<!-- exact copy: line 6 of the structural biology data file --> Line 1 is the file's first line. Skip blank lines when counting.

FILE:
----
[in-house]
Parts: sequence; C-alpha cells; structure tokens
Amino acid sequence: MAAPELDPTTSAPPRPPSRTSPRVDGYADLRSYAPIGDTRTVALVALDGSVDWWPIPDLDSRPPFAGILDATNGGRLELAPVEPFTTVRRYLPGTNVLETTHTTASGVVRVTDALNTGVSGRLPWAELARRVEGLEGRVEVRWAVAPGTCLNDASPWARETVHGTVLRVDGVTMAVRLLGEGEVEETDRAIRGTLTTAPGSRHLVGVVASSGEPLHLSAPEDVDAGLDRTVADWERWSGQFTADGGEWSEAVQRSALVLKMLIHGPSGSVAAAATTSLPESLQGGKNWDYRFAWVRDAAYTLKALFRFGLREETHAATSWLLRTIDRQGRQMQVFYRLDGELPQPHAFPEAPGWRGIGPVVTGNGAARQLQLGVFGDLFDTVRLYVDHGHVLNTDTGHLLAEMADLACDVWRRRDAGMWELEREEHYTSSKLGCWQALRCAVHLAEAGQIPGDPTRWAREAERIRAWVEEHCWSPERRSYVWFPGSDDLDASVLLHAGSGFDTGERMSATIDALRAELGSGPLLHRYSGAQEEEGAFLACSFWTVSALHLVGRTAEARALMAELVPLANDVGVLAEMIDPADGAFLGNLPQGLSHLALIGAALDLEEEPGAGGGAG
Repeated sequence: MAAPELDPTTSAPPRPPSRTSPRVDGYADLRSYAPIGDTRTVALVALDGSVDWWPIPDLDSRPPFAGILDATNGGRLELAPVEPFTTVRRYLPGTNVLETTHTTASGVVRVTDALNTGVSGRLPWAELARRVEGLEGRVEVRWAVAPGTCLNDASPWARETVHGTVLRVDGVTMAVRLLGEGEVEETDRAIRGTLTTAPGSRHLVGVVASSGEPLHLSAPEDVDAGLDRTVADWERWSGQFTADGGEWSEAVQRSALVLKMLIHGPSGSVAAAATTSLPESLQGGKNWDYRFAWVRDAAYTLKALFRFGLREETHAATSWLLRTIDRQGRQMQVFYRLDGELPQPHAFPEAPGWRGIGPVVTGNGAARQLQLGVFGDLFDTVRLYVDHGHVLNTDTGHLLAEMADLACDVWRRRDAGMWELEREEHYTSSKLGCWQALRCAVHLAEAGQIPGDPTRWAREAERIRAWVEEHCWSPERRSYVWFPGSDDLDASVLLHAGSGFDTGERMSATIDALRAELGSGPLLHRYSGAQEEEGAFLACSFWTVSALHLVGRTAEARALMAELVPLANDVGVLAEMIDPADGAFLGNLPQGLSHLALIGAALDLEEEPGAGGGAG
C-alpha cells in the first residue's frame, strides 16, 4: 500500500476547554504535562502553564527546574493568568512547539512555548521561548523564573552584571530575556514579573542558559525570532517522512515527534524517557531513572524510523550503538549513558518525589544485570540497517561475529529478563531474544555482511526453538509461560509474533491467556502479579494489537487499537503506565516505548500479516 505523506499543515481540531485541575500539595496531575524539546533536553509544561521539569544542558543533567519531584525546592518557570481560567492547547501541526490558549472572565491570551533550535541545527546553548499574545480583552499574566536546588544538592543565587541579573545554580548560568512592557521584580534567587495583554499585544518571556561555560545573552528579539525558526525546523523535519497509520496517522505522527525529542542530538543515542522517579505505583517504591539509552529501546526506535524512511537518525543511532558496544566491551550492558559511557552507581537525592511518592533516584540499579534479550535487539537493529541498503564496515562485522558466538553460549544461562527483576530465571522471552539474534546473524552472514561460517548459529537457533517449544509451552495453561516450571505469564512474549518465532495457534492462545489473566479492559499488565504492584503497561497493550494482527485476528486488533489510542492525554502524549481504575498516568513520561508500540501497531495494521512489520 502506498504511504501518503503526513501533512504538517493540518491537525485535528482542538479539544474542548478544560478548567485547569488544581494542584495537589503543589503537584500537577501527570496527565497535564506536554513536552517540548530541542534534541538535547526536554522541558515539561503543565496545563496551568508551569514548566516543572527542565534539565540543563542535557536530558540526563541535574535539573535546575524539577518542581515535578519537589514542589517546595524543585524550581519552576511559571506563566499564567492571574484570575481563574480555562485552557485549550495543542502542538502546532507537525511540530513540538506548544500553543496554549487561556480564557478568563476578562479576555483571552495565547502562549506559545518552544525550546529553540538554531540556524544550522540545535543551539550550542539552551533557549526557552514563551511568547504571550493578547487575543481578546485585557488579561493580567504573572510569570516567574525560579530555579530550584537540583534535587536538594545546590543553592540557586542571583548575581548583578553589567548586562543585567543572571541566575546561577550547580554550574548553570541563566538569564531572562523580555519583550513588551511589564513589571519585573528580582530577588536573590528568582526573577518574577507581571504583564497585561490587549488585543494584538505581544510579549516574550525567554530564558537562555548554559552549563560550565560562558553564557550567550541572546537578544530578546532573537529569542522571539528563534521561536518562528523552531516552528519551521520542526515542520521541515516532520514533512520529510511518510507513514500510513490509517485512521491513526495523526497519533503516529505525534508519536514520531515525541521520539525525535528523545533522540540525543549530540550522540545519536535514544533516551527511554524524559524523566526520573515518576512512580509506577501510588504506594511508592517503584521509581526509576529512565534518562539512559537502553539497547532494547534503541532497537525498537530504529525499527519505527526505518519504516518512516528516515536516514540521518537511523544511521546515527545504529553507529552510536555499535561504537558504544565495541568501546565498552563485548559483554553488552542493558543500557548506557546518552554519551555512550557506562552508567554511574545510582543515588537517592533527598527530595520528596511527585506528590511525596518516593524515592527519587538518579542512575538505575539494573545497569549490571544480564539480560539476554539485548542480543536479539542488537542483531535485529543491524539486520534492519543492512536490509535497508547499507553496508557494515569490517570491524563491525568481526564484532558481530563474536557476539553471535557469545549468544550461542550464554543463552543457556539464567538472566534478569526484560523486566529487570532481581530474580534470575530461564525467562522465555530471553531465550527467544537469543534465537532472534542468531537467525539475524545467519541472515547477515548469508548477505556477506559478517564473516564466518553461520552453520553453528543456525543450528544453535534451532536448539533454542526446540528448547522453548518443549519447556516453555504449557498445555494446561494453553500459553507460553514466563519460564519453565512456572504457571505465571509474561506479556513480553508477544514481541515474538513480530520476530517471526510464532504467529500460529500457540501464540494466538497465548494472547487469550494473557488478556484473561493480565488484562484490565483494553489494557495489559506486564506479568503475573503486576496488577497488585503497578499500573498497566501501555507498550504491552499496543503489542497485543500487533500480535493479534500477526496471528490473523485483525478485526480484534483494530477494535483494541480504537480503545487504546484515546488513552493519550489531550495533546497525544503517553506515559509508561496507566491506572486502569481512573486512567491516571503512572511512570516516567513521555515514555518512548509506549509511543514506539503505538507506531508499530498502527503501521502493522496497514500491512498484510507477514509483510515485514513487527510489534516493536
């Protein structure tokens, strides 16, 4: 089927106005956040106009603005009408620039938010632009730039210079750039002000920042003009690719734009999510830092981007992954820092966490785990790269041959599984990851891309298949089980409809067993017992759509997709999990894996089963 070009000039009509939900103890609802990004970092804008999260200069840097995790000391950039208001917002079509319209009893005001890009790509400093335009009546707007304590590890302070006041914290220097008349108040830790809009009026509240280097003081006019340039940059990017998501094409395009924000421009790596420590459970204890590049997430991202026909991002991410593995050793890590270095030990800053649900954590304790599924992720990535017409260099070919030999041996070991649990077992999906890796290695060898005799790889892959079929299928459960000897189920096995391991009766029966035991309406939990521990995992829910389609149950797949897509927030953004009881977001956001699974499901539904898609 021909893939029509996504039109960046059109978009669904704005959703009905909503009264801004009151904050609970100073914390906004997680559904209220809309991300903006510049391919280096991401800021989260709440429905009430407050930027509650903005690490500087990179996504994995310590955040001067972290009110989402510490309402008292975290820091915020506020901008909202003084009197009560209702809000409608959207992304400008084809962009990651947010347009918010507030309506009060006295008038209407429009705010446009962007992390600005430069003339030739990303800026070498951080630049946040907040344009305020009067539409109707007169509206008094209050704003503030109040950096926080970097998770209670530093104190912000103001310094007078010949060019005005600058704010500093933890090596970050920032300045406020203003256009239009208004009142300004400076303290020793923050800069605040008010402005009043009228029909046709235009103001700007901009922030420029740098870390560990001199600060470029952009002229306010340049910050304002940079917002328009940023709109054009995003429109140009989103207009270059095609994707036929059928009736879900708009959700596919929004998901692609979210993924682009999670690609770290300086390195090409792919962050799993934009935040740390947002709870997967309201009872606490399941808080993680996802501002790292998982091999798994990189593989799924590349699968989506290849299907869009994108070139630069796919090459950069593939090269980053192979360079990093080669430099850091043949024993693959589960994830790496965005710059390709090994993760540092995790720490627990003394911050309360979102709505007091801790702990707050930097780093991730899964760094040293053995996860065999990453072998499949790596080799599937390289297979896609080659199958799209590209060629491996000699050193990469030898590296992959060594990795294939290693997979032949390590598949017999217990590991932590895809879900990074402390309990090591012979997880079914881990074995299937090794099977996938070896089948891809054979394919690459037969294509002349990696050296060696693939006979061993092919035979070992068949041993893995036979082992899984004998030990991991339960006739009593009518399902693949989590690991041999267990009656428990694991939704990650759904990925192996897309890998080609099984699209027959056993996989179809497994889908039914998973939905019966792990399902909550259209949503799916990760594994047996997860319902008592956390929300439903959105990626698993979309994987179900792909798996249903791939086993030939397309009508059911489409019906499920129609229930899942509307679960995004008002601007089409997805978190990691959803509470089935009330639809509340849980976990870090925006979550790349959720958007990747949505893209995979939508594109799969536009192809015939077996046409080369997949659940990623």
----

């Protein structure tokens, strides 16, 4: 089927106005956040106009603005009408620039938010632009730039210079750039002000920042003009690719734009999510830092981007992954820092966490785990790269041959599984990851891309298949089980409809067993017992759509997709999990894996089963 070009000039009509939900103890609802990004970092804008999260200069840097995790000391950039208001917002079509319209009893005001890009790509400093335009009546707007304590590890302070006041914290220097008349108040830790809009009026509240280097003081006019340039940059990017998501094409395009924000421009790596420590459970204890590049997430991202026909991002991410593995050793890590270095030990800053649900954590304790599924992720990535017409260099070919030999041996070991649990077992999906890796290695060898005799790889892959079929299928459960000897189920096995391991009766029966035991309406939990521990995992829910389609149950797949897509927030953004009881977001956001699974499901539904898609 021909893939029509996504039109960046059109978009669904704005959703009905909503009264801004009151904050609970100073914390906004997680559904209220809309991300903006510049391919280096991401800021989260709440429905009430407050930027509650903005690490500087990179996504994995310590955040001067972290009110989402510490309402008292975290820091915020506020901008909202003084009197009560209702809000409608959207992304400008084809962009990651947010347009918010507030309506009060006295008038209407429009705010446009962007992390600005430069003339030739990303800026070498951080630049946040907040344009305020009067539409109707007169509206008094209050704003503030109040950096926080970097998770209670530093104190912000103001310094007078010949060019005005600058704010500093933890090596970050920032300045406020203003256009239009208004009142300004400076303290020793923050800069605040008010402005009043009228029909046709235009103001700007901009922030420029740098870390560990001199600060470029952009002229306010340049910050304002940079917002328009940023709109054009995003429109140009989103207009270059095609994707036929059928009736879900708009959700596919929004998901692609979210993924682009999670690609770290300086390195090409792919962050799993934009935040740390947002709870997967309201009872606490399941808080993680996802501002790292998982091999798994990189593989799924590349699968989506290849299907869009994108070139630069796919090459950069593939090269980053192979360079990093080669430099850091043949024993693959589960994830790496965005710059390709090994993760540092995790720490627990003394911050309360979102709505007091801790702990707050930097780093991730899964760094040293053995996860065999990453072998499949790596080799599937390289297979896609080659199958799209590209060629491996000699050193990469030898590296992959060594990795294939290693997979032949390590598949017999217990590991932590895809879900990074402390309990090591012979997880079914881990074995299937090794099977996938070896089948891809054979394919690459037969294509002349990696050296060696693939006979061993092919035979070992068949041993893995036979082992899984004998030990991991339960006739009593009518399902693949989590690991041999267990009656428990694991939704990650759904990925192996897309890998080609099984699209027959056993996989179809497994889908039914998973939905019966792990399902909550259209949503799916990760594994047996997860319902008592956390929300439903959105990626698993979309994987179900792909798996249903791939086993030939397309009508059911489409019906499920129609229930899942509307679960995004008002601007089409997805978190990691959803509470089935009330639809509340849980976990870090925006979550790349959720958007990747949505893209995979939508594109799969536009192809015939077996046409080369997949659940990623």